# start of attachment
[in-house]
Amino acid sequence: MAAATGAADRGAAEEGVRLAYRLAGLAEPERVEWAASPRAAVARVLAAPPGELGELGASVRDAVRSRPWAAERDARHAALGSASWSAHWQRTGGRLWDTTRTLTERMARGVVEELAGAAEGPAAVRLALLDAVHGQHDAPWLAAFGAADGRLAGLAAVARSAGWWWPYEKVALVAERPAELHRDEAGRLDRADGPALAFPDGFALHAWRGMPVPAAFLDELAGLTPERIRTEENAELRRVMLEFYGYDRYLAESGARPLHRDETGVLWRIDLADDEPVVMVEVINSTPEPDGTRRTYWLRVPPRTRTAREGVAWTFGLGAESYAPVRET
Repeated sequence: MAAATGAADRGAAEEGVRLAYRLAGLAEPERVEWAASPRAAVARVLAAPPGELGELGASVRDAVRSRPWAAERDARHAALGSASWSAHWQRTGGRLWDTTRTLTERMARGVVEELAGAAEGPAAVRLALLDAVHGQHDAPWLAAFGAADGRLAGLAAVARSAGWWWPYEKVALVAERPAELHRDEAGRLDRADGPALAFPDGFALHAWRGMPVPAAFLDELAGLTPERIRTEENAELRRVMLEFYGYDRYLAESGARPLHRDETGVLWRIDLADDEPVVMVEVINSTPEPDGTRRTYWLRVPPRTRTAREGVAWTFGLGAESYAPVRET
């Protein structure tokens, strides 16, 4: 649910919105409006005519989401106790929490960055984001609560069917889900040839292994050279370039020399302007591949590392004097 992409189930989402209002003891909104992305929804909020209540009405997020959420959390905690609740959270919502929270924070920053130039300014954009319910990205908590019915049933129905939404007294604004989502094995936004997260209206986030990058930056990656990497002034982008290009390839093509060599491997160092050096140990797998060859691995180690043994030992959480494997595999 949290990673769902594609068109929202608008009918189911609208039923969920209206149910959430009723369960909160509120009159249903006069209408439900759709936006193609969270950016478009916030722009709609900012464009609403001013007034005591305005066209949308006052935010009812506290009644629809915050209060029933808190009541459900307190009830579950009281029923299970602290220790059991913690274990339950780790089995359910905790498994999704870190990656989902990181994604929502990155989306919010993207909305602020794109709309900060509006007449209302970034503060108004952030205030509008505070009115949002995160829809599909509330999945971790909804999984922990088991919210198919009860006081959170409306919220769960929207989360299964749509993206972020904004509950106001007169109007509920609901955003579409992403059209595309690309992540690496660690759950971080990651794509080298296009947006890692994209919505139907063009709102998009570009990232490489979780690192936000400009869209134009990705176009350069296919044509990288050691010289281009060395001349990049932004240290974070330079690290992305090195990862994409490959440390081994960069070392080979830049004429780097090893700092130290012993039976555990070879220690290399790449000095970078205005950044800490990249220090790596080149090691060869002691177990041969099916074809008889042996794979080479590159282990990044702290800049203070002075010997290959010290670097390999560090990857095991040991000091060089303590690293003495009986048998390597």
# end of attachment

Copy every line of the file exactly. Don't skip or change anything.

[in-house]
Amino acid sequence: MAAATGAADRGAAEEGVRLAYRLAGLAEPERVEWAASPRAAVARVLAAPPGELGELGASVRDAVRSRPWAAERDARHAALGSASWSAHWQRTGGRLWDTTRTLTERMARGVVEELAGAAEGPAAVRLALLDAVHGQHDAPWLAAFGAADGRLAGLAAVARSAGWWWPYEKVALVAERPAELHRDEAGRLDRADGPALAFPDGFALHAWRGMPVPAAFLDELAGLTPERIRTEENAELRRVMLEFYGYDRYLAESGARPLHRDETGVLWRIDLADDEPVVMVEVINSTPEPDGTRRTYWLRVPPRTRTAREGVAWTFGLGAESYAPVRET
Repeated sequence: MAAATGAADRGAAEEGVRLAYRLAGLAEPERVEWAASPRAAVARVLAAPPGELGELGASVRDAVRSRPWAAERDARHAALGSASWSAHWQRTGGRLWDTTRTLTERMARGVVEELAGAAEGPAAVRLALLDAVHGQHDAPWLAAFGAADGRLAGLAAVARSAGWWWPYEKVALVAERPAELHRDEAGRLDRADGPALAFPDGFALHAWRGMPVPAAFLDELAGLTPERIRTEENAELRRVMLEFYGYDRYLAESGARPLHRDETGVLWRIDLADDEPVVMVEVINSTPEPDGTRRTYWLRVPPRTRTAREGVAWTFGLGAESYAPVRET
């Protein structure tokens, strides 16, 4: 649910919105409006005519989401106790929490960055984001609560069917889900040839292994050279370039020399302007591949590392004097 992409189930989402209002003891909104992305929804909020209540009405997020959420959390905690609740959270919502929270924070920053130039300014954009319910990205908590019915049933129905939404007294604004989502094995936004997260209206986030990058930056990656990497002034982008290009390839093509060599491997160092050096140990797998060859691995180690043994030992959480494997595999 949290990673769902594609068109929202608008009918189911609208039923969920209206149910959430009723369960909160509120009159249903006069209408439900759709936006193609969270950016478009916030722009709609900012464009609403001013007034005591305005066209949308006052935010009812506290009644629809915050209060029933808190009541459900307190009830579950009281029923299970602290220790059991913690274990339950780790089995359910905790498994999704870190990656989902990181994604929502990155989306919010993207909305602020794109709309900060509006007449209302970034503060108004952030205030509008505070009115949002995160829809599909509330999945971790909804999984922990088991919210198919009860006081959170409306919220769960929207989360299964749509993206972020904004509950106001007169109007509920609901955003579409992403059209595309690309992540690496660690759950971080990651794509080298296009947006890692994209919505139907063009709102998009570009990232490489979780690192936000400009869209134009990705176009350069296919044509990288050691010289281009060395001349990049932004240290974070330079690290992305090195990862994409490959440390081994960069070392080979830049004429780097090893700092130290012993039976555990070879220690290399790449000095970078205005950044800490990249220090790596080149090691060869002691177990041969099916074809008889042996794979080479590159282990990044702290800049203070002075010997290959010290670097390999560090990857095991040991000091060089303590690293003495009986048998390597």